An avalanche struck a party of climbers in the French Alps early Thursday, killing nine.
The 28 roped climbers were scaling one of the highest Alpine peaks, Mount Maudit, when the slide struck, the BBC News website said on Thursday.
Nine other injured climbers were taken to a local hospital, but were later treated and released. The remaining ten climbers are alive and accounted for. The party was of multiple countries, including the UK.
According to French authorities, three Britons, three Germans, two Spanish and one Swiss climber lost their lives.
The avalanche is believed to have struck the climbers near the 4,000-meter level -- about 13,000 feet.
Weather was said to have played a major role in the tragedy as recent heavy snowfall and strong winds made the snow pack susceptible to collapse.
Mount Maudit is located near Mount Blanc, the highest mountain in the Alps. Permanent snow and ice abound over these lofty peaks.
Meteorologist Steve Travis contributed to this story.
Several storms will bring periods of rain and gusty winds to the west coast of the United States this week.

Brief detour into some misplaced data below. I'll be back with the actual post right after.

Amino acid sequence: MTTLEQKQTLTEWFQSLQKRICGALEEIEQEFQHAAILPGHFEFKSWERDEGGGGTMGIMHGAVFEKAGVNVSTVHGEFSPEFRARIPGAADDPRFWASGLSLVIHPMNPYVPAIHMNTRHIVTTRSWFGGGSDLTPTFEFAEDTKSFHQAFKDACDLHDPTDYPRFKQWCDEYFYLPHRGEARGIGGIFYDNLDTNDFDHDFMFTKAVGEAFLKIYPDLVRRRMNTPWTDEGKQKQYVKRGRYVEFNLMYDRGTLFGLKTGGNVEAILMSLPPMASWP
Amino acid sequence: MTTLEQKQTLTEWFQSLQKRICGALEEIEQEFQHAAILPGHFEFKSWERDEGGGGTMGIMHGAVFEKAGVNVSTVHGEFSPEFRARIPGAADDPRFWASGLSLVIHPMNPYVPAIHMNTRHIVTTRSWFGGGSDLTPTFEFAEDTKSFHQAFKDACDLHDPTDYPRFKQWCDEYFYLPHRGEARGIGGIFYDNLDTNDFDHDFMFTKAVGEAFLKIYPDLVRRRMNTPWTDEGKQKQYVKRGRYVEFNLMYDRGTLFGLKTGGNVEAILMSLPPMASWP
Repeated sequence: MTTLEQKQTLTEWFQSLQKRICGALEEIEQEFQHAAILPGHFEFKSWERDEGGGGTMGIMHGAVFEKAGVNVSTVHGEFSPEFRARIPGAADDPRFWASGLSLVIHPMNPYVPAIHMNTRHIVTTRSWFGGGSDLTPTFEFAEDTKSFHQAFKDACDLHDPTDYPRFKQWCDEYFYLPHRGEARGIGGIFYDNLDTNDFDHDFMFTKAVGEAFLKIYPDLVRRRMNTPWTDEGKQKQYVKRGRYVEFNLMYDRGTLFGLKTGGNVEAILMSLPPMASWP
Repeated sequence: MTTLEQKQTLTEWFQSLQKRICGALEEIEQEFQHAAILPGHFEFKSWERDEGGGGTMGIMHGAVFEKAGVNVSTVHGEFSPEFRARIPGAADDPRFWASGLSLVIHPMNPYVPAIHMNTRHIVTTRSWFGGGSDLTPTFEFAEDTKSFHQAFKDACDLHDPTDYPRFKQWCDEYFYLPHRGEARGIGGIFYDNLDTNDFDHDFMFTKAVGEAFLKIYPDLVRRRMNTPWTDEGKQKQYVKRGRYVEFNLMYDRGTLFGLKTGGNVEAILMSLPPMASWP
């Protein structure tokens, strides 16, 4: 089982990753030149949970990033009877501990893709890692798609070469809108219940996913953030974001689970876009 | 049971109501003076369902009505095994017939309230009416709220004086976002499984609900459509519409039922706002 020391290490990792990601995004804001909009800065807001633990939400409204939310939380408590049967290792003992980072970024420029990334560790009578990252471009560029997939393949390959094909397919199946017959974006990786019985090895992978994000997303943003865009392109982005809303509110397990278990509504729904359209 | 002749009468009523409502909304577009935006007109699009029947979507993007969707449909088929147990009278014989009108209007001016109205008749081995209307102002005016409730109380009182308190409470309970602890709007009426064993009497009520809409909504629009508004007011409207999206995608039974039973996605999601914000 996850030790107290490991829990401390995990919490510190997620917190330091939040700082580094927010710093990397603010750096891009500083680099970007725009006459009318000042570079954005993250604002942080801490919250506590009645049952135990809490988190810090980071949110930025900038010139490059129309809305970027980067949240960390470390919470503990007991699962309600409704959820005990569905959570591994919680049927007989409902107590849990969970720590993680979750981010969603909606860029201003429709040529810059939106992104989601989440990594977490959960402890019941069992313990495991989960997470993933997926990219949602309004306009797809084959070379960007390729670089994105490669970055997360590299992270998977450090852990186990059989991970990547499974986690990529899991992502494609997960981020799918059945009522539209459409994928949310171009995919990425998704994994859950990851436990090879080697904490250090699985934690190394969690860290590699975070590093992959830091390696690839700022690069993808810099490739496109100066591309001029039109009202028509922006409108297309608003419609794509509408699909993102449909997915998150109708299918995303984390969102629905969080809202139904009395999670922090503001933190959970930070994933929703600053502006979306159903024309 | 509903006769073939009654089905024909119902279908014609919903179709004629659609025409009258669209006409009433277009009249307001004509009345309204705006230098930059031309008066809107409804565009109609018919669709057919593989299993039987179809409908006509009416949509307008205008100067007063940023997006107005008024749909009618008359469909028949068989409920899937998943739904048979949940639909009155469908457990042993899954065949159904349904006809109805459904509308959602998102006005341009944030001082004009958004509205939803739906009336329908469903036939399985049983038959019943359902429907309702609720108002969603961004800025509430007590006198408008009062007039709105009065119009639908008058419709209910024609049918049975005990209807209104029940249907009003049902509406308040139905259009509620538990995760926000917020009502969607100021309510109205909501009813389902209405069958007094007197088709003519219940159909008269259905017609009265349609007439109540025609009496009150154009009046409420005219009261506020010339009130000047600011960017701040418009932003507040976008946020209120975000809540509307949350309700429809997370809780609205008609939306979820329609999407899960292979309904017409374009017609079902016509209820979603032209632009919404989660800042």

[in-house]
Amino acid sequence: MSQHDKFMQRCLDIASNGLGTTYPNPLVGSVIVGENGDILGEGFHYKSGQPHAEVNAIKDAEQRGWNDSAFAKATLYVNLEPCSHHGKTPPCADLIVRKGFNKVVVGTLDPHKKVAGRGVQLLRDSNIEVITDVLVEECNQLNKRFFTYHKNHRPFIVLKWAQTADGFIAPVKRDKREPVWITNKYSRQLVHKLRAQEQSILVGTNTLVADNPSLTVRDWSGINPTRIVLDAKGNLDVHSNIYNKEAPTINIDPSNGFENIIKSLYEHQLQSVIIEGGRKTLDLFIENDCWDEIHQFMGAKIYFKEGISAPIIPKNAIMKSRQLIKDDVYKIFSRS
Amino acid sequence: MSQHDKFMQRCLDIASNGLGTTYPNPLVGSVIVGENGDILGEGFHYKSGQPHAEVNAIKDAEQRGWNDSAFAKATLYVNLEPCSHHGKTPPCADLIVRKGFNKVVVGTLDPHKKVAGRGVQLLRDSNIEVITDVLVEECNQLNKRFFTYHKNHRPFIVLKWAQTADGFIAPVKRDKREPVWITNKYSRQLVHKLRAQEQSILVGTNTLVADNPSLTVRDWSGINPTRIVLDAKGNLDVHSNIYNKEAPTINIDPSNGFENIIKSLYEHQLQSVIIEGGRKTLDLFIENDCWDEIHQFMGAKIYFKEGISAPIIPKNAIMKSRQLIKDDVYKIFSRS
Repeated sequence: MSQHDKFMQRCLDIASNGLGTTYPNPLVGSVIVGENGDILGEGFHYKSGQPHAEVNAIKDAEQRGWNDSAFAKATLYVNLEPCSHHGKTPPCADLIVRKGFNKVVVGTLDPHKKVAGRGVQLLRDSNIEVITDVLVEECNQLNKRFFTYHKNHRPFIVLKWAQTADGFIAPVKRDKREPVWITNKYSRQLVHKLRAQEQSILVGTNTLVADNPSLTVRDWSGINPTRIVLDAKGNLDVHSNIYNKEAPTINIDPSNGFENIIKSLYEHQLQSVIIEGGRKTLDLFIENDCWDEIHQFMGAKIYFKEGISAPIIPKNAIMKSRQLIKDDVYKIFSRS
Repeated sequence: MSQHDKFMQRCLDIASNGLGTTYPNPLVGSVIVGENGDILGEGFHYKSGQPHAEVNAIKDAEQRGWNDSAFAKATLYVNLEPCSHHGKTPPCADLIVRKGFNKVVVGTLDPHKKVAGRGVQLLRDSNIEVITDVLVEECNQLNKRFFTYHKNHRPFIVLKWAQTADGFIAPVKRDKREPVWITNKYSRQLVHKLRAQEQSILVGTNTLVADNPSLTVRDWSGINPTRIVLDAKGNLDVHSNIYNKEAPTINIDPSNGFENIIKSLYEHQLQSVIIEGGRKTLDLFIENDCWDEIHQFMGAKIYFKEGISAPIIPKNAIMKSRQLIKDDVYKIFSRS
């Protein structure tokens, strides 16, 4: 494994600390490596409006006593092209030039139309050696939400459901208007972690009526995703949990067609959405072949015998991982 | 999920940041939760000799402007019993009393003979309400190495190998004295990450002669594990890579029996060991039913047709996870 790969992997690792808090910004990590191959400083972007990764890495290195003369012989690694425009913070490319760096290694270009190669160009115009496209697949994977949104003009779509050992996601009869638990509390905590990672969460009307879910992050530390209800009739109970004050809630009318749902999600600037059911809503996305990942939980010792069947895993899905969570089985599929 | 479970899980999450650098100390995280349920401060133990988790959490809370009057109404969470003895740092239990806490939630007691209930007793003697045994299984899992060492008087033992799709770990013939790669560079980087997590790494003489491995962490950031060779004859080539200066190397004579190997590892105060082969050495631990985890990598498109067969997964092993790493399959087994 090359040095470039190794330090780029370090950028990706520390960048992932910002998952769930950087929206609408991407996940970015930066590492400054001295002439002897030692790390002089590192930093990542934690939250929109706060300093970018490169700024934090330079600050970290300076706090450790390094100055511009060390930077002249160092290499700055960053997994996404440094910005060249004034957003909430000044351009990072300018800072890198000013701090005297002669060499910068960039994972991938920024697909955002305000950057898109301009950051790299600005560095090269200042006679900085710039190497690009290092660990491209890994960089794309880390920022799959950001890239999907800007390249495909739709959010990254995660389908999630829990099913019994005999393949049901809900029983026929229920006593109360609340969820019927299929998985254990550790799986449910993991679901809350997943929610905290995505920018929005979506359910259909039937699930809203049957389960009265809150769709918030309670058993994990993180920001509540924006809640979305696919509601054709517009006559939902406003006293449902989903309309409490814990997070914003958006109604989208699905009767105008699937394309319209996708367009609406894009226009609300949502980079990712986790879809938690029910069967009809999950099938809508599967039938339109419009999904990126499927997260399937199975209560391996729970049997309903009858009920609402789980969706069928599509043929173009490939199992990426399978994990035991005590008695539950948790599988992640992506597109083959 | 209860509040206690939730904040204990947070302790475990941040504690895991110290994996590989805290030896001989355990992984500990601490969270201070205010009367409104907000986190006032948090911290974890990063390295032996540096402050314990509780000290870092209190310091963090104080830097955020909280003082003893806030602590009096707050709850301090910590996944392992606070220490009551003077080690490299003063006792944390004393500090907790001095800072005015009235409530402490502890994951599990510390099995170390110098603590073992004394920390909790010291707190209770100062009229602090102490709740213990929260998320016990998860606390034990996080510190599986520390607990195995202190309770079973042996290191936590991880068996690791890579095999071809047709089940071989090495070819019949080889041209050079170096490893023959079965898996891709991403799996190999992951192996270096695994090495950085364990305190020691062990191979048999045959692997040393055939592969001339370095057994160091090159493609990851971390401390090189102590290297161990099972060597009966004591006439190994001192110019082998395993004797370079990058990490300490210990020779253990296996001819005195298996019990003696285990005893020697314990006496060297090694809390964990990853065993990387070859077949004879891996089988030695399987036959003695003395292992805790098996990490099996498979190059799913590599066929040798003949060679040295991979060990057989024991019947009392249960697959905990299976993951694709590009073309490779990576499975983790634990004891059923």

Following a blustery and chilly weekend, temperatures will once again take a tumble across the northeastern United States during Tuesday and Wednesday.
Dry weather set to dominate the southern United States into November will only worsen the already extreme drought conditions.
The changing of the seasons will bring beneficial rainfall to northern Brazil, a region that has experienced severe drought over the past several years.
Damaging storms pounded the Pacific Northwest, while two powerful typhoons struck the Philippines within a four-day span.
Typhoon Haima made a second landfall in southeast China on Friday after leaving at least 13 dead in the northern Philippines.
Ishpemig, MI (1929)
27" of snow.
Early season snowstorm brings 7-14 inches to many locations. (13 inches at West Yellowstone).
Oceanside, CA (1999)
A 50' boat missed the harbor due to a wall of dense fog.